When it comes to invocations at government meetings, the Supreme Court said last year that prayers are fine — even sectarian prayers “in Jesus’ name” are fine — as long as the process is open to everybody. If they want invocations, city councils must set policy so that even minority faith groups have a chance of delivering them. And we’ve seen the consequences of this for a while now, with atheists, Pagans, and Wiccans making the most of their opportunities.
But that message seems to have escaped the 12 County Council members in Greenville, South Carolina.
They think they already have diversity:
“We’ve had all kinds. We’ve had Catholics, Methodists, Baptists, Pentecostals. We’ve had Jewish rabbis,” said [council member Joe] Dill. “I think it sets the tone for the meeting. The invocation of God’s blessing on a meeting makes it a good, calm atmosphere where a meeting of the minds comes to the table.”
Ah, yes… the diversity of the Abrahamic religions. Minus Islam. And all the other ones.
Upstate Atheists board member Mike Cubelo has made a formal request for someone from his group to deliver an invocation, but he’s gotten no response from the council members.
In fact, when they finally responded to an inquiring reporter, they were mostly dismissive of the very idea of an atheist speaking before a meeting:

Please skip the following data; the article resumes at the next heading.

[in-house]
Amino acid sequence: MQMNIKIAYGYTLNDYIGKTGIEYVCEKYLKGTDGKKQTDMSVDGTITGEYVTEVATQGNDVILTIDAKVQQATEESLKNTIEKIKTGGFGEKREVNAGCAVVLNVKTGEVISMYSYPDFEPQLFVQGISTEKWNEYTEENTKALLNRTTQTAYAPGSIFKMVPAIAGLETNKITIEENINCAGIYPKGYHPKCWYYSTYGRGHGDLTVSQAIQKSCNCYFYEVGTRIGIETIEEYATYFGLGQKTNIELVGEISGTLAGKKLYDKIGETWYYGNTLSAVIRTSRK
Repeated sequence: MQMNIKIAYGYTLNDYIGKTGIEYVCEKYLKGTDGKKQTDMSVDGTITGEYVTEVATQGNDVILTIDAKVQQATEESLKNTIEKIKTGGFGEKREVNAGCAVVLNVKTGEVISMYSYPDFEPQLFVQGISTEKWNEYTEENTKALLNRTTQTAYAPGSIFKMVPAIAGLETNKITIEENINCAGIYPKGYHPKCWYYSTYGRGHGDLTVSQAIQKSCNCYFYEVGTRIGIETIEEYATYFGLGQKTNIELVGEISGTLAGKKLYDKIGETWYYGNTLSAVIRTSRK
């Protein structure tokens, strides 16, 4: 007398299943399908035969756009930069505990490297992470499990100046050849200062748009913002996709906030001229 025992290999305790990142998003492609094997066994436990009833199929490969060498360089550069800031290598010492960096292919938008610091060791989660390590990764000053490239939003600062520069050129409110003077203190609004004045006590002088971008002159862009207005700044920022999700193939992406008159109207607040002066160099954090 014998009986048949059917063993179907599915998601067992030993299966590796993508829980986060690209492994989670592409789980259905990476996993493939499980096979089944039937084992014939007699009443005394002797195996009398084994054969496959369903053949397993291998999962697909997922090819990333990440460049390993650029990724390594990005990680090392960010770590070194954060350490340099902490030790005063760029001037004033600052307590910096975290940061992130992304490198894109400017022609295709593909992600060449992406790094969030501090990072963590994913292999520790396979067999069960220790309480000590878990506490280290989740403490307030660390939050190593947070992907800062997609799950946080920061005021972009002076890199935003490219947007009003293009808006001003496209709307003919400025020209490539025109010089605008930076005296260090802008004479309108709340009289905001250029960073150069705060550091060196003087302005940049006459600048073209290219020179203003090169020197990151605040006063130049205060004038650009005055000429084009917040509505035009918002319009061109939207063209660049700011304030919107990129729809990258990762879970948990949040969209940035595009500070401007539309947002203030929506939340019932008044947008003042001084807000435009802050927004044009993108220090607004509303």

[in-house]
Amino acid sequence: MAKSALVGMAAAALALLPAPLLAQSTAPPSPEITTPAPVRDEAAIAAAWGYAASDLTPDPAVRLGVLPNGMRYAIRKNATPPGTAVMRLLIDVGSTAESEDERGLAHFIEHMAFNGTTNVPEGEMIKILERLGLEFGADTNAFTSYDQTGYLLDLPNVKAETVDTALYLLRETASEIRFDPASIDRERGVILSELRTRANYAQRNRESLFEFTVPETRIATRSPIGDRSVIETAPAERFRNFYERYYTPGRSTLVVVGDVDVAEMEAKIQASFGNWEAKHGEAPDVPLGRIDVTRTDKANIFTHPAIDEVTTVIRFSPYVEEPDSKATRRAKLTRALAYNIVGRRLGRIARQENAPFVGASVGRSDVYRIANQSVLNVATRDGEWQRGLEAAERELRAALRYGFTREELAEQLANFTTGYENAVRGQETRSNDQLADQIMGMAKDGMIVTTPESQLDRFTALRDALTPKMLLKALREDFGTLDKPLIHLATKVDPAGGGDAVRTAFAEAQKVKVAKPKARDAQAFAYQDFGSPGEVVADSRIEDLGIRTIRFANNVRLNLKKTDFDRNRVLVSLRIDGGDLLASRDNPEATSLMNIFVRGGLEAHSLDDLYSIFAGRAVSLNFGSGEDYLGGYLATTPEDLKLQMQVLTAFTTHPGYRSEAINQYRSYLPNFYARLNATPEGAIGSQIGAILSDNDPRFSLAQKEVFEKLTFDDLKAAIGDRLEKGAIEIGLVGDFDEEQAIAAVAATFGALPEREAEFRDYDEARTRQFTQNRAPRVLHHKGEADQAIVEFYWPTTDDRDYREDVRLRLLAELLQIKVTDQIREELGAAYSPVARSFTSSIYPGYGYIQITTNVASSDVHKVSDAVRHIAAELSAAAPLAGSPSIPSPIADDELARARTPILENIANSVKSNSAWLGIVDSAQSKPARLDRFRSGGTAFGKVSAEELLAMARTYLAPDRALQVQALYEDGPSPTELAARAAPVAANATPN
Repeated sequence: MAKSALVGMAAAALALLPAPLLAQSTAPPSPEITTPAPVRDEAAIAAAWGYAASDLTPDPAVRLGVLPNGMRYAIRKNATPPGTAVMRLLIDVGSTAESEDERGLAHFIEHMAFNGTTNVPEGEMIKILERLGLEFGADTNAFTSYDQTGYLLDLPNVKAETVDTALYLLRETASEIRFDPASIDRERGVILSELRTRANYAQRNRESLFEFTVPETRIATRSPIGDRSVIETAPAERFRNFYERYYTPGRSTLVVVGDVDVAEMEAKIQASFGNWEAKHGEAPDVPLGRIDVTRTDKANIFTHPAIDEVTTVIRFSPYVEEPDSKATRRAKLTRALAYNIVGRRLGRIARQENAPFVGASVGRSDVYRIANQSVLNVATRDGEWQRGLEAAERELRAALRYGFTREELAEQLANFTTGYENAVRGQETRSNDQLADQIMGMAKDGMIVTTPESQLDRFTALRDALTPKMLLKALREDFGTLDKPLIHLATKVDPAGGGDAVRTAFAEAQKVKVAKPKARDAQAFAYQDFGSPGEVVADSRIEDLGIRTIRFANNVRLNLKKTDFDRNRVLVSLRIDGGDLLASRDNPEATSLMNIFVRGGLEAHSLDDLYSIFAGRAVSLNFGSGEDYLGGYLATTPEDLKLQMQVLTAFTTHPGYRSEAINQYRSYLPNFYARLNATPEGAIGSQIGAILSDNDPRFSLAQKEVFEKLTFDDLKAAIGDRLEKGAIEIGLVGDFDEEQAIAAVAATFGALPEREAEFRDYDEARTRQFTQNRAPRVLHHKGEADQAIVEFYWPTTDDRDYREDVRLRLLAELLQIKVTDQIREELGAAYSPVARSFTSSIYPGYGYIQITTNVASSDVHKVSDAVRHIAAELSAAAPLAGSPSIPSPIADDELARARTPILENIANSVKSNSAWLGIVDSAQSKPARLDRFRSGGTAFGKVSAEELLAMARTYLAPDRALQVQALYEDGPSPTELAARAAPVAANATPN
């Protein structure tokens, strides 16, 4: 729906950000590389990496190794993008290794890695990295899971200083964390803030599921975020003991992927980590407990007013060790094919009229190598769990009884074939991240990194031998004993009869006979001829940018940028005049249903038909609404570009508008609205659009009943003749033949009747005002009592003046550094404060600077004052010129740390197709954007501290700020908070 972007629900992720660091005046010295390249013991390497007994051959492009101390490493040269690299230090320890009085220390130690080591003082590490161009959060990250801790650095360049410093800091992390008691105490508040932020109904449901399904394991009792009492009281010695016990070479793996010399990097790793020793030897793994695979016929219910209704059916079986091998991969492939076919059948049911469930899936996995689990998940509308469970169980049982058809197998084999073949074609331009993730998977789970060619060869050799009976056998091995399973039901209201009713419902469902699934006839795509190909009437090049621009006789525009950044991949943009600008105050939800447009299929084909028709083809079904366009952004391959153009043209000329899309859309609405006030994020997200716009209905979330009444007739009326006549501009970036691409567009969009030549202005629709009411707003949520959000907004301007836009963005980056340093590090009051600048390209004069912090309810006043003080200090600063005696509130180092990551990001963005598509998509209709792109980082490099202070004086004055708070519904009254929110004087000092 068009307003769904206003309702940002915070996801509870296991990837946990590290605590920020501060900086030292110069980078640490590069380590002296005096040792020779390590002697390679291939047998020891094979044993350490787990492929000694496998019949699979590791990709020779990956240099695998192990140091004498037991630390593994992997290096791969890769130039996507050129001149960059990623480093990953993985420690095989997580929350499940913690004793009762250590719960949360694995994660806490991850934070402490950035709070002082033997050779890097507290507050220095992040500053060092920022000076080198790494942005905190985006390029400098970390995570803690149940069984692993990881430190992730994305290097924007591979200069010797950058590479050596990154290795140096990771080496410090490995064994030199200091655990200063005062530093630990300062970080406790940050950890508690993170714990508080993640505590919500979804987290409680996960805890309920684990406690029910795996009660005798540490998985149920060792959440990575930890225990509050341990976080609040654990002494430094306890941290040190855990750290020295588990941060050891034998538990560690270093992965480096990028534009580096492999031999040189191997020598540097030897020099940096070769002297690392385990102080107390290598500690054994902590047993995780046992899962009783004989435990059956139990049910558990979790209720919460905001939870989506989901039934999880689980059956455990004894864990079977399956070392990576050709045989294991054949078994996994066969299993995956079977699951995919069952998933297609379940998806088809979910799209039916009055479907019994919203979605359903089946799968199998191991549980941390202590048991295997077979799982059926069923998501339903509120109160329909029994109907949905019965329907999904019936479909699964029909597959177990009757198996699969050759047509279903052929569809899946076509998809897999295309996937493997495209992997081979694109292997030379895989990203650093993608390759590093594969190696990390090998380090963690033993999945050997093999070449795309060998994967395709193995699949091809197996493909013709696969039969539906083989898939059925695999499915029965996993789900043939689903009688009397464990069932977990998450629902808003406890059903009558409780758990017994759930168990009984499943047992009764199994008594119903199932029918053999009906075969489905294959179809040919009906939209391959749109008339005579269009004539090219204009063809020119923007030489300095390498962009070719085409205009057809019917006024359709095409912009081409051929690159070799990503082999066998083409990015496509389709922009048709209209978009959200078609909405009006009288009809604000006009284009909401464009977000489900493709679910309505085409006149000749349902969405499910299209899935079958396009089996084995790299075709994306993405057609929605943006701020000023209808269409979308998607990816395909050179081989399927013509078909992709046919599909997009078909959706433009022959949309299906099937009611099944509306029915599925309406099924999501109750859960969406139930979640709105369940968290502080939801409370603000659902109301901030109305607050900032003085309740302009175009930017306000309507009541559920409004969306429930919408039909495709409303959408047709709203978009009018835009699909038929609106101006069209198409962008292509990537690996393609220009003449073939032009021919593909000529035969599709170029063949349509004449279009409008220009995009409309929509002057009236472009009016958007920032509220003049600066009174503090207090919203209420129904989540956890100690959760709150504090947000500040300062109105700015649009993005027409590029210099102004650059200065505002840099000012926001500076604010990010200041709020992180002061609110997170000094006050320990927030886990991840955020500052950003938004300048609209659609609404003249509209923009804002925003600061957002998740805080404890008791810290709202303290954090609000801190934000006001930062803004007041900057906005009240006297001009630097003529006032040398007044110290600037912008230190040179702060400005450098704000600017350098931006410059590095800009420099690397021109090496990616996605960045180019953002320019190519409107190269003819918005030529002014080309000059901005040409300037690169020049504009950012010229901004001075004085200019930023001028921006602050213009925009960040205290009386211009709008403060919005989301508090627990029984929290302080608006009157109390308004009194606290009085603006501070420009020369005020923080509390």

“I just feel like that I wouldn’t want to invite a member of the atheist community to come and pray,” said Greenville County Councilman Joe Dill.Dill says he usually invites ministers from his district to speak before meetings.
Dill said, “A prayer is a lot more serious than just reading a poem.” Cubelo says he’s tried for several weeks to get a response.
Council Chairman Bob Taylor said he isn’t sure he sees the purpose for atheists to do the invocation.
Councilman Fred Payne questions who atheists would represent during an opening speech.
Joseph Baldwin says he’d prefer to invite others to give the invocation.
Councilman Lynn Ballard says he understands their request, but the decision would be up to other board members.
Sid Cates says the invocation should be a prayer. He says the group is welcomed to make a public statement at the end of meetings.
Councilwoman Xanthene Norris says she supports the views of others, but will have to give the topic more thought.
Five other council members weren’t available when WYFF reached out to them for a comment.
Are you shitting me? This is exactly the sort of anti-atheist sentiment the Supreme Court ruling was designed to prevent.
And to Councilman Ballard, who says the decision is up to the others, that’s just not true:
Each of the 12 council members are assigned a month where they invite members of the community to lead the invocation.
This is a lawsuit waiting to happen, all because these council members are more interested in pushing religion than following the law. What else do you expect from a county whose stated values include “Spiritual growth in a family environment”?
Plenty of atheist invocations have been delivered and the world is still spinning.
Let’s see how quickly they swallow their words when they get a letter from attorneys.
Until that happens, you can email the members and let them know why atheists have every right to deliver invocations.